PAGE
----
Yet being a game creator doesn't mean quite the same thing today as it did a few years ago. The rise of digital distribution and alternative platforms has blown the industry wide open in many ways. No longer do creators have to seek permission and green lighting from a publisher before building a great game. Self-publishing has elevated itself from the realms of egotism and self-aggrandisement to being a key strategy for releasing any game. Steam, the iOS App Store, Google Play and their ilk have blown the system through which games are delivered to consumers wide open. Of course, such things as development financing, marketing budgets and distribution networks remain relevant, but handling all of those things for yourself is no longer impossible. Self-publishing is no longer the last option for a creator rejected by commercial firms; it is the first option for any creator who does not find a specific need or relevance for a publisher or other partner in their process.

Moreover, that self-publishing process is more complex than we ever imagined. Not only must you choose what platform and distribution system best suits your game - you must also, from the very outset, decide which business model will best support your vision for the game. A bewildering range of business models now exist. Will you drum up pre-development support on Kickstarter? How about taking pre-orders or establishing stretch goals? Will you pay for important costs through preorders or selling rights? Will you work with a big platform holder or go it alone and release through Steam? Will you sell copies, or give them away free? Will you recoup costs by going free-to-play, subscription, or paid-for?

"For today's world, which demands games as a service, self-publishing and many other approaches to make game development pay reasonably, simply turning out a student who can code, draw or animate isn't enough"

It's sad, perhaps, but I don't think that a decent games-focused course today can legitimately turn out students who don't at least understand the issues raised by the questions above. All too many courses are aimed at creating programmers or artists, with no attention paid to the fact that the recent splintering of large studios into small, autonomous development teams has meant that more and more development staff find themselves confronted with business problems which were formerly solved far above their pay grade.

I was somewhat shocked last year to learn that a short book of free-to-play design rules which I had co-authored was being recommended to students by a number of game design courses in the UK. It isn't the worst text to recommend, I think - and I certainly hope that students found some value in its exhortations - but its success as a tertiary level text highlights a key problem. University courses don't know what to tell their students about the business into which they are entering. That's unsurprising, given how heated our own debates about the future of the business can often be. Yet it's also unforgivable; it risks sending students into the world completely unprepared for the challenges they will face.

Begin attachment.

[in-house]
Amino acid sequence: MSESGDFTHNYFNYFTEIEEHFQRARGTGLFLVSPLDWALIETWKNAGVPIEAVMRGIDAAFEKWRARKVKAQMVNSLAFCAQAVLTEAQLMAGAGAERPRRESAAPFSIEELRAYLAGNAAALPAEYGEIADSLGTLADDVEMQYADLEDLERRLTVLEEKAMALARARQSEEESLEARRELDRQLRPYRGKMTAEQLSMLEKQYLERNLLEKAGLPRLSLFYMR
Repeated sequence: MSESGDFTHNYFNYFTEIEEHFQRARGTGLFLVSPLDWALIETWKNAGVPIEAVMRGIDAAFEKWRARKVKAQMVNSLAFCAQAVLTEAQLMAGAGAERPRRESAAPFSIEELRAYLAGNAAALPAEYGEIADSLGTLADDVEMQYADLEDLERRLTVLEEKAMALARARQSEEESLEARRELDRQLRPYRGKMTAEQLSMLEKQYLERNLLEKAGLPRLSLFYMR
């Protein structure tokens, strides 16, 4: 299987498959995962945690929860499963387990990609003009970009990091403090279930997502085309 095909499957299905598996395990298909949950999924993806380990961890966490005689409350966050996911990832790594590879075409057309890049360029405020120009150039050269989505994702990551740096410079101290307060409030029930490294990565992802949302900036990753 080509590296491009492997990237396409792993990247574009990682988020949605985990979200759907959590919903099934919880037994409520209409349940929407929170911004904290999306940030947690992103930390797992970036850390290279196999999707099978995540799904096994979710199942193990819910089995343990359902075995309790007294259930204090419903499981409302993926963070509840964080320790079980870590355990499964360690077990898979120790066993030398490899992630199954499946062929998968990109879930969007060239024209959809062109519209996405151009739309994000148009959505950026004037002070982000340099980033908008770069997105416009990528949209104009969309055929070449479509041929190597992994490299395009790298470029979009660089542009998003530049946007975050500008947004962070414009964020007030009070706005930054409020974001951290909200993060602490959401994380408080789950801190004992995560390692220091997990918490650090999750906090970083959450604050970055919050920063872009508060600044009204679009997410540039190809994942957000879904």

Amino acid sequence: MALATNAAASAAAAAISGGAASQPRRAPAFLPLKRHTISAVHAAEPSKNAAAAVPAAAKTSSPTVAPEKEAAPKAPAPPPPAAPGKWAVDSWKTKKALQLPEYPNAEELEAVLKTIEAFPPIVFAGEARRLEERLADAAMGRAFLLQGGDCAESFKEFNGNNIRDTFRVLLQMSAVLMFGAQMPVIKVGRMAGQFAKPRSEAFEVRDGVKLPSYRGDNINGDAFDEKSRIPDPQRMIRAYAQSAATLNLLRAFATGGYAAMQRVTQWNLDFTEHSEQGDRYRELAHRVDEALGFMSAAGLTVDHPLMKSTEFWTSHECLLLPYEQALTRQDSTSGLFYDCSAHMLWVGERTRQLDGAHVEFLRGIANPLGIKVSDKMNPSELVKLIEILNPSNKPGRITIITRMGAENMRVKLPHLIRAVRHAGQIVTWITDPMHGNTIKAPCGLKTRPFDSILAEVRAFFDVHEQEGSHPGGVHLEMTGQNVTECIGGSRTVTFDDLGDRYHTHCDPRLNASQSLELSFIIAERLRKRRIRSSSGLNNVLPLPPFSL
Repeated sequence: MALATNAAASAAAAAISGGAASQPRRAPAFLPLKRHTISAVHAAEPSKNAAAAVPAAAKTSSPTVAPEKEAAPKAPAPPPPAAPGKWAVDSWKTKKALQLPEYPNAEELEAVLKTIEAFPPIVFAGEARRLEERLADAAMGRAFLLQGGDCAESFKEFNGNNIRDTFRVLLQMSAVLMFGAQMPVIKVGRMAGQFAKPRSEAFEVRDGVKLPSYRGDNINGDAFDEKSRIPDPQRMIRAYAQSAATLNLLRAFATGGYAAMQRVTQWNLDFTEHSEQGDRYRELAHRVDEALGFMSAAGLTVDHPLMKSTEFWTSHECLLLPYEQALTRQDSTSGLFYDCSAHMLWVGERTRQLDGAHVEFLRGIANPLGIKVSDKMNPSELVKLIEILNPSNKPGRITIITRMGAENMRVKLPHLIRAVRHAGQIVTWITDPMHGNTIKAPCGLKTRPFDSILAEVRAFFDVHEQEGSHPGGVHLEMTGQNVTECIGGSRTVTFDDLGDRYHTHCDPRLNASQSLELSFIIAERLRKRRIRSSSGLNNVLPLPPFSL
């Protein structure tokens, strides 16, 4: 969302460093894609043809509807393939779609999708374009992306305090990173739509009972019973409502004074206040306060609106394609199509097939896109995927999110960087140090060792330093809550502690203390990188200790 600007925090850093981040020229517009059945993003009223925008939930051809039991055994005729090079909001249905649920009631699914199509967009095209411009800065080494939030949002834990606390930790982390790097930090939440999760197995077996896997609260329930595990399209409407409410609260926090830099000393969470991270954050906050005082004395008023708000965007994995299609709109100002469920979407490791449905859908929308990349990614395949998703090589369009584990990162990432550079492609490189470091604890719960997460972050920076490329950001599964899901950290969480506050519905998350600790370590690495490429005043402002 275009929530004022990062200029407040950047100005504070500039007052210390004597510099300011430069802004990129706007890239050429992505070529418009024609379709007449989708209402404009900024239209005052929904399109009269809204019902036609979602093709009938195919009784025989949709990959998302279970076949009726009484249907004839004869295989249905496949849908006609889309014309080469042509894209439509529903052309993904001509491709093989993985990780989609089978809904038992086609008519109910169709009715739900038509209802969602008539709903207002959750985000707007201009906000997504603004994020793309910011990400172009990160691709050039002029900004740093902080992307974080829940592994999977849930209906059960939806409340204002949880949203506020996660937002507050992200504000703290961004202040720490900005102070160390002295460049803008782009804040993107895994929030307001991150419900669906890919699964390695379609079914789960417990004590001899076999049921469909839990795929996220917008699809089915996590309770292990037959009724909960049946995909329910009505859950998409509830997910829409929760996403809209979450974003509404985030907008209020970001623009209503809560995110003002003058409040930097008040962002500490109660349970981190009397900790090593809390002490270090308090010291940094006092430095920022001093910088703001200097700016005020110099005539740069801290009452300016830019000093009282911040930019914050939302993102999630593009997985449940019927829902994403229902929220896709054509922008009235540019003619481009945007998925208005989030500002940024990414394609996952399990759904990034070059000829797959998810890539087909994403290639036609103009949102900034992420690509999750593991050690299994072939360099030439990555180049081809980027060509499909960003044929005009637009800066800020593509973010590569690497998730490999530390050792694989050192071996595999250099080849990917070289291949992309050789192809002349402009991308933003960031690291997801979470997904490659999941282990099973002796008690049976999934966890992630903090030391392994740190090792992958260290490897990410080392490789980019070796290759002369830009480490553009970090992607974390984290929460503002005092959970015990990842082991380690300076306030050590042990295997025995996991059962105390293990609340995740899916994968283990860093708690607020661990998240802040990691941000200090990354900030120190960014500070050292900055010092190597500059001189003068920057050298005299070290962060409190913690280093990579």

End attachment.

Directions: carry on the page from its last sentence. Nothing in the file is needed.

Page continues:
Figuring out how to make a great game is one thing; figuring out how to make it pay for itself and earn a decent living is entirely another thing. Making games is a dream come true for many creatives, which is a wonderful thing to see. Yet I cannot escape the sense that university courses advertising themselves as semi-vocational courses in game creation owe so much more to their students. For today's world, which demands games as a service, self-publishing and many other approaches to make game development pay reasonably, simply turning out a student who can code, draw or animate isn't enough. Today's developers need to know how their annual salary comes about and what they can do to secure, or improve, upon it; they need to know how to read customer bases and market data, and how to build a game that will fit for the players they've got, not the ones they might have dreamed of when they first started developing.

It's great that so many universities and even schools are taking game development seriously as an academic and career path. I only hope that the next group of graduates they produce strike a difficult balance - understanding how to be the best in their chosen fields on the one hand, and also clearly working towards commercial success and stability on the other, even if those two sides often seem in conflict. Being an indie developer of note may seem like a purely artistic endeavour, but business is there from the start; overrunning the bad ideas and rewarding the truly great. If this next generation of creators can be as truly great as their role thus far suggests, the games business is in for an upheaval that's truly commercial as well as creative.

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Rob Fahey avatar

Rob Fahey

Contributing Editor

Rob Fahey is a former editor of GamesIndustry.biz who spent several years living in Japan and probably still has a mint condition Dreamcast Samba de Amigo set.